Tuesday, January 18, 2011

10 Easy Ways To Be Involved In Cultural Heritage Activism

I wish I could tell you that being a cultural heritage activist is almost as easy as being an environmentalist. If I had only known back in my days as a green club president that those months of going to rallies, persuading the school to recycle as part of a national contest, and handing out donuts to public transportation-riders would be some of the easiest activism I would ever participate in. For the rest of us with issues that have not already been picked up by a large majority of the country, times are tougher and work is harder. Being involved in cultural heritage issues, particularly issues of the illicit antiquities trade, can seem ever so slightly overwhelming, particularly because the starting place is fuzzy and the work seems like it’s an all-or-nothing, out-there-in-the-fields-chasing-looters-off-bad-ass-style situation. I’m here to assure you that there are all kinds of options and starting points available to you. Including chasing looters off like a bad-ass, if that’s what you’re into. Here are ten ways you can start getting involved:

1. Write a paper about this stuff

If you’re in a class that’s cool with proposing your own research topics, take the opportunity and write about an aspect of cultural heritage issues that get to you. It will a) finally give you the excuse to read some of the many books/blogs/articles out there that you’ve been meaning to read, b) give you a real leg up on building a scholarly familiarity with the issues, c) expose your professor to them also, and d) probably earn you big points for originality.

2. Volunteer for an organization. Like SAFE.

Cultural heritage non-profits ALWAYS need volunteers to keep their ship afloat. Some, like SAFE and ARCA, offer digital volunteering opportunities that make it easy for you to make time and allow you to help save the world while wearing pajamas and eating microwaveable burritos. You could also take a more physically active approach and volunteer for a museum, historical society, the National Park Service, etc.

3. Use those summer internships wisely

There are a few choice organizations and institutions doing good work for the cultural heritage scene that offer internships for all you rising stars. From the Smithsonian Center for Folklike and Cultural Heritage to your local historical society or archaeological society, there are plenty of opportunities for simultaneously being a good human being and making your resume look snazzy.

4. Ask your museums to be honest about their acquisitions policies and their collecting history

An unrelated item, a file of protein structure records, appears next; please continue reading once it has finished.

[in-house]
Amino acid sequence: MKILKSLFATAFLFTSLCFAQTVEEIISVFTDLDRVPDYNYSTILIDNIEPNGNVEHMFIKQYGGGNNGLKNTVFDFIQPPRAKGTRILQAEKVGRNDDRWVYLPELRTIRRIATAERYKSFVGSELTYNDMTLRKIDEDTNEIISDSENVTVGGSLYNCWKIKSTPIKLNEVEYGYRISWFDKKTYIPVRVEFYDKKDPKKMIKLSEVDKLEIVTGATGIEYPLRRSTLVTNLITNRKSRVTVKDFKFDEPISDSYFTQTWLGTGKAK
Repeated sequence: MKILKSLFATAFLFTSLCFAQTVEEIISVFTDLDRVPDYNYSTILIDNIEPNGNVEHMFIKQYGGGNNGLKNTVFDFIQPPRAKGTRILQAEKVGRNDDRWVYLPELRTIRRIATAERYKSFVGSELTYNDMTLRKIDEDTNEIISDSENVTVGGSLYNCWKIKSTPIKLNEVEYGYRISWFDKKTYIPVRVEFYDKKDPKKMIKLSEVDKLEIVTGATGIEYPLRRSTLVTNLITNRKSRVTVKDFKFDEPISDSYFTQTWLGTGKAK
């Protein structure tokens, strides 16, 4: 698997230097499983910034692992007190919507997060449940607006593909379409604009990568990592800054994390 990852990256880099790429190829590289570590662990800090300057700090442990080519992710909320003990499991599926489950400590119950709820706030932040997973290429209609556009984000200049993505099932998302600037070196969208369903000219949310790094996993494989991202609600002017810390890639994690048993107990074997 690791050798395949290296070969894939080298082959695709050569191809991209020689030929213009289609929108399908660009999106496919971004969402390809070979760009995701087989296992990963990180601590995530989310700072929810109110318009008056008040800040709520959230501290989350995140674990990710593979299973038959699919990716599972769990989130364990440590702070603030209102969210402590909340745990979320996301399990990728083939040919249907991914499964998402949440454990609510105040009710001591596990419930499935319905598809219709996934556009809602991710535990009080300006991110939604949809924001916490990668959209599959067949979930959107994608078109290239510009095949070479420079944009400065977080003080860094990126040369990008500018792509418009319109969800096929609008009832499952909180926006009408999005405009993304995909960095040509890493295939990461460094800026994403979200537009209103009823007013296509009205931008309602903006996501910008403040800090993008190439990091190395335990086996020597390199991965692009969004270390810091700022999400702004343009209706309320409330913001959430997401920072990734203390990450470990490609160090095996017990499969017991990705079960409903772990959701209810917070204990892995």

Museums may be a great place with great intentions for great learning, but it doesn’t mean they haven’t collected looted antiquities in the past. Objects without context are objects without meaning, which defeats the purpose of them being in the museum in the first place. Organize campus support to demand honesty from your local (or not so local) museums and make some noise about the importance of preserving history and preventing shady collecting habits.

5. Get involved in excavations
Excavations these days basically run on volunteers because there’s no money for history. Help a reliable organization/institution get to the artifacts before a looter does and know you’ll be directly saving history. Even if that just means grunt work.

6.Consider your career options
Cultural heritage issues are, unfortunately for the world, quite numerous but, fortunately for you, offer a plethora of career opportunities. I would need a flow chart to accurately demonstrate just how many and how important each one is. Ranging from archaeological fieldwork to the State Department/FBI to UNESCO to cultural heritage organizations to the Smithsonian to law enforcement to cultural heritage law to museums and keeping them honest from the inside out. You have options in too many areas to count on two hands. Consider them all wisely.

7. Blog about it.
This may be the only blog I know of that focuses on the illicit antiquities trade/other cultural heritage issues from an explicitly collegiate point of view for other collegiate points of view. Please tell me if I’m wrong. The point being there can always be more blogs by smart youngish people about these issues.

8. Join the up-coming SAFE On Campus campaign to spread awareness about the illicit antiquities trade on college campuses.
There will be activism kits, online academic/social resources, and maybe cool-beans stencils you can spray on stuff middle-school style. It’s going to be very exciting and cutting edge, but more on that later

9. Rant about it.

People are interested in people who get passionate about things. Did you know some people collect ancient human bodies? And that looters use bulldozers and backhoes to tear up ancient sites to get to the good stuff? And that collectors who knowingly buy looted antiquities can donate their collections to museums for a huge tax break? These things make me angry and I usually end up ranting about it to someone close or not so close to me. Someone ends up learning something they didn’t know before and that these things make other people react strongly. Then they start reading and they start ranting and it’s a big happy circle of awareness by rant.

10. Share this blog with your friends, professors, employers, colleagues, girlfriends, boyfriends, friends with benefits, frenemies, BFFs, and acquaintances.

I’ll talk the talk if you just copy and paste.

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